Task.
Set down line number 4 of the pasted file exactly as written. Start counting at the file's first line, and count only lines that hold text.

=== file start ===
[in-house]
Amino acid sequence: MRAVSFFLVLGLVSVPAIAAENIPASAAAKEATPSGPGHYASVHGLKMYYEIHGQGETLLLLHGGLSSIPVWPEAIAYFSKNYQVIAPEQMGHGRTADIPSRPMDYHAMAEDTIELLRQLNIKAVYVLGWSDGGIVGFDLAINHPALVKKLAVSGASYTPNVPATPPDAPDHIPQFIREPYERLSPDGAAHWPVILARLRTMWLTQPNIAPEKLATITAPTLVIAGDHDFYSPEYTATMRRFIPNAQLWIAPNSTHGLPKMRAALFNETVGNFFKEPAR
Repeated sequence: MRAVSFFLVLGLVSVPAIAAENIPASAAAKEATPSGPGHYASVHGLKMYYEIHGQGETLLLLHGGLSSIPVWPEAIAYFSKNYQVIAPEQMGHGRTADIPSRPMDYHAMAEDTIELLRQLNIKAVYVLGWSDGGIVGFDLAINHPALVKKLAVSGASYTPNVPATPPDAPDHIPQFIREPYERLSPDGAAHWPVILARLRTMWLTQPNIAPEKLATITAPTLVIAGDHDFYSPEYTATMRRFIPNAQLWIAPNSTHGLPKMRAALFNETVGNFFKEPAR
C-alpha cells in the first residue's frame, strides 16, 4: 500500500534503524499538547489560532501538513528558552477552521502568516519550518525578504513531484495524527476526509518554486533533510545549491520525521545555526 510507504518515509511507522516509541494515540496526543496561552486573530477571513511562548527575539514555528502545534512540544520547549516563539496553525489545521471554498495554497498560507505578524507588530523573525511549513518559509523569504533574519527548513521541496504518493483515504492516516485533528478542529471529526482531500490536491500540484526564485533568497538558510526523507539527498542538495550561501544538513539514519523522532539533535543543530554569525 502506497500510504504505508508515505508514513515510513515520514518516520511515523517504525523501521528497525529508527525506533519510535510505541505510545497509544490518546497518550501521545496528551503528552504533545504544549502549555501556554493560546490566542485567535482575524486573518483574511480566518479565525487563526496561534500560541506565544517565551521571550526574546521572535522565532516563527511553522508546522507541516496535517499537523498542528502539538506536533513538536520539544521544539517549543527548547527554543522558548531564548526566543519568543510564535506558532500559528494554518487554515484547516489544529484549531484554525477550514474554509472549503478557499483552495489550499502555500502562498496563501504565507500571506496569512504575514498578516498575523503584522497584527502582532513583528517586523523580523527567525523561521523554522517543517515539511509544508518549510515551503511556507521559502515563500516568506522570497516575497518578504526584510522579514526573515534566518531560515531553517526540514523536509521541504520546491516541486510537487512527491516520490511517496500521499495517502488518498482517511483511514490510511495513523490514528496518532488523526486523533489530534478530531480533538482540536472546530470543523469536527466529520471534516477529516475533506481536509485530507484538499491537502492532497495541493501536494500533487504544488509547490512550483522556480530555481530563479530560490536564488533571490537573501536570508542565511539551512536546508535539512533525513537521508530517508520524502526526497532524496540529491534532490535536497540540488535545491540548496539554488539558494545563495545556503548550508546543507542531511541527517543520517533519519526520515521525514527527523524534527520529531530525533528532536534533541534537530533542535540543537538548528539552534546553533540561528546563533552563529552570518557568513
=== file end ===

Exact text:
C-alpha cells in the first residue's frame, strides 16, 4: 500500500534503524499538547489560532501538513528558552477552521502568516519550518525578504513531484495524527476526509518554486533533510545549491520525521545555526 510507504518515509511507522516509541494515540496526543496561552486573530477571513511562548527575539514555528502545534512540544520547549516563539496553525489545521471554498495554497498560507505578524507588530523573525511549513518559509523569504533574519527548513521541496504518493483515504492516516485533528478542529471529526482531500490536491500540484526564485533568497538558510526523507539527498542538495550561501544538513539514519523522532539533535543543530554569525 502506497500510504504505508508515505508514513515510513515520514518516520511515523517504525523501521528497525529508527525506533519510535510505541505510545497509544490518546497518550501521545496528551503528552504533545504544549502549555501556554493560546490566542485567535482575524486573518483574511480566518479565525487563526496561534500560541506565544517565551521571550526574546521572535522565532516563527511553522508546522507541516496535517499537523498542528502539538506536533513538536520539544521544539517549543527548547527554543522558548531564548526566543519568543510564535506558532500559528494554518487554515484547516489544529484549531484554525477550514474554509472549503478557499483552495489550499502555500502562498496563501504565507500571506496569512504575514498578516498575523503584522497584527502582532513583528517586523523580523527567525523561521523554522517543517515539511509544508518549510515551503511556507521559502515563500516568506522570497516575497518578504526584510522579514526573515534566518531560515531553517526540514523536509521541504520546491516541486510537487512527491516520490511517496500521499495517502488518498482517511483511514490510511495513523490514528496518532488523526486523533489530534478530531480533538482540536472546530470543523469536527466529520471534516477529516475533506481536509485530507484538499491537502492532497495541493501536494500533487504544488509547490512550483522556480530555481530563479530560490536564488533571490537573501536570508542565511539551512536546508535539512533525513537521508530517508520524502526526497532524496540529491534532490535536497540540488535545491540548496539554488539558494545563495545556503548550508546543507542531511541527517543520517533519519526520515521525514527527523524534527520529531530525533528532536534533541534537530533542535540543537538548528539552534546553533540561528546563533552563529552570518557568513